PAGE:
Lockheed Have Blue was the code name for Lockheed's proof of concept demonstrator that preceded the production F-117 Nighthawk stealth aircraft.
Lockheed Stealth Have Blue
Lockheed Have Blue was the code name for Lockheed's proof of concept demonstrator that preceded the production F-117 Nighthawk stealth aircraft. Have Blue was designed by Lockheed's Skunk Works division, and tested at Groom Lake, Nevada. The Have Blue was the first fixed-wing aircraft whose external shape was defined by radar engineering rather than by aerospace engineering. The aircraft's plate-like, faceted shape was designed to deflect electromagnetic waves in directions other than that of the originating radar emitter, greatly reducing its radar cross-section. Two flyable vehicles were constructed, but both crashed during the flight-test program.
In the 1970s, it became increasingly apparent to U.S. planners that, in a military confrontation with Warsaw Pact forces, NATO aircraft would quickly suffer heavy losses. This came as a result of sophisticated Soviet defense networks, which used surveillance radars, radar-guided surface-to-air missiles (SAM), and anti-aircraft artillery to seek and eliminate enemy aircraft. Consequently, the Defense Advanced Research Projects Agency (DARPA) started a study on low-observability aircraft, seeking to design and produce an operational stealth aircraft. Five companies were initially invited, three of which bowed out early. The remaining two were later joined by Lockheed.
To design the aircraft, the Skunk Works' design team devised a computer program to calculate the radar cross-sections (RCS) of various designs. The eventual design characteristically featured faceted surfaces to deflect radar waves away from a radar receiver. It had highly-swept wings and inward-canted vertical stabilizers, which led to its being nicknamed "Hopeless Diamond". The first operational aircraft made its maiden flight on 1 December 1977. The flight test program validated the feasibility of a flyable stealth aircraft. However, both prototypes were lost due to mechanical problems. Nevertheless, Have Blue was deemed a success, paving the way for the first operational stealth aircraft, Senior Trend, or Lockheed F-117 Nighthawk.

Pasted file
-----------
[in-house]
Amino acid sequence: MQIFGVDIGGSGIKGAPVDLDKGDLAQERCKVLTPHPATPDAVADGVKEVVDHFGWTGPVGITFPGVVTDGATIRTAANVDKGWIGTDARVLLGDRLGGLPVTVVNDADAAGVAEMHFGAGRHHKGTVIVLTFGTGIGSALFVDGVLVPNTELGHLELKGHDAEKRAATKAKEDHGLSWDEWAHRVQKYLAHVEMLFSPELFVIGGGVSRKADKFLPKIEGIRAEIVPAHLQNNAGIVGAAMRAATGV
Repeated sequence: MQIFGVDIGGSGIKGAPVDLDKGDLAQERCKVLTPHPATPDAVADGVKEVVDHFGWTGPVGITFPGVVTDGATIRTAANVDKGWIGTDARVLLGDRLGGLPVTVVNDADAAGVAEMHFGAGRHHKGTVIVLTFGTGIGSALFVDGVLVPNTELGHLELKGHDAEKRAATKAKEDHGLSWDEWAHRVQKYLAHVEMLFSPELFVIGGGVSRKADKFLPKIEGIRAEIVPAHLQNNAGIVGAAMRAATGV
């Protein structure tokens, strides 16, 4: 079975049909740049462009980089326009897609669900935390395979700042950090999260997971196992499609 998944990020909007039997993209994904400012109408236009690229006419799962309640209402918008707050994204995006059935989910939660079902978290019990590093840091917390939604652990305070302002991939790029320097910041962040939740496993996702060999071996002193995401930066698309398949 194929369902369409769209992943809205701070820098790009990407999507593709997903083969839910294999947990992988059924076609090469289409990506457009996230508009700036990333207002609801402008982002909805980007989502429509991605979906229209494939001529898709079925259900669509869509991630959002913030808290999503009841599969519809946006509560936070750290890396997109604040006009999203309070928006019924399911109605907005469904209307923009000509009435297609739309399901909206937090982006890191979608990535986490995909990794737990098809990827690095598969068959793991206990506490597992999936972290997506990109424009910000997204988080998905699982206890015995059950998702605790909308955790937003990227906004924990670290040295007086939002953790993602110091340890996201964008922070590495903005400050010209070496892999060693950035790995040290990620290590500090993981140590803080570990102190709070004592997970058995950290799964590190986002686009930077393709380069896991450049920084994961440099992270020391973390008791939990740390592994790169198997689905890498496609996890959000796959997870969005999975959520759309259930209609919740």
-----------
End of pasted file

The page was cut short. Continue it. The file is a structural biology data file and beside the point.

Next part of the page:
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Lockheed Have Blue
In October 1977, just prior to Phase 2 of the XST competition, Lockheed was tasked with exploring possible operational aircraft. Just a month later, on the day HB1001 was transported to Groom Lake, the Air Force awarded the company a contract under the code name Senior Trend.] The Air Force wanted to exploit the revolutionary technologies developed during the Have Blue program.
Role Stealth demonstrator
Manufacturer Lockheed Skunk Works
First flight 1 December 1977; etired 1979 (crashed)
Status Planes destroyed in crashes
Primary user Lockheed
Produced 1977–1978; Number built 2
Developed into Lockheed F-117 Nighthawk
Length: 47 ft 3 in (14.40 m)
Wingspan: 22 ft 6 in (6.86 m)
Height: 7 ft 6 in (2.29 m)
Empty weight: 8,950 lb (4,060 kg); Max. takeoff weight: 12,500 lb (5,670 kg)
Powerplant: 2 × General Electric J85-GE-4A turbojets
Maximum speed: 600 mph (966 km/h)
Wing loading: 32 lb/ft² (156 kg/m²)
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Flight tests proceeded fairly smoothly until 4 May 1978, when HB1001 was making its 36th flight. The aircraft pitched up just as it made contact with the ground which forced the pilot, Bill Park, to abort the landing and make a second attempt. The impact had however been so hard that the landing gear had become jammed in a semi-retracted position. Efforts to lower the gear were unsuccessful and Bill Park was forced to climb again, and eject when his fuel ran out. The aircraft was destroyed on impact in the vicinity of the Groom Lake facility. Park survived, but suffered a concussion, forcing him to retire from further test flights, Dyson, who was in the chase plane, recounted: "Just before touchdown the airplane pitched up... It seemed it slammed down on the ground real hard...
Lockheed Have Blue Stealth
Lockheed Have Blue was the code name for Lockheed's proof of concept demonstrator that preceded the production
F-117 Nighthawk stealth aircraft.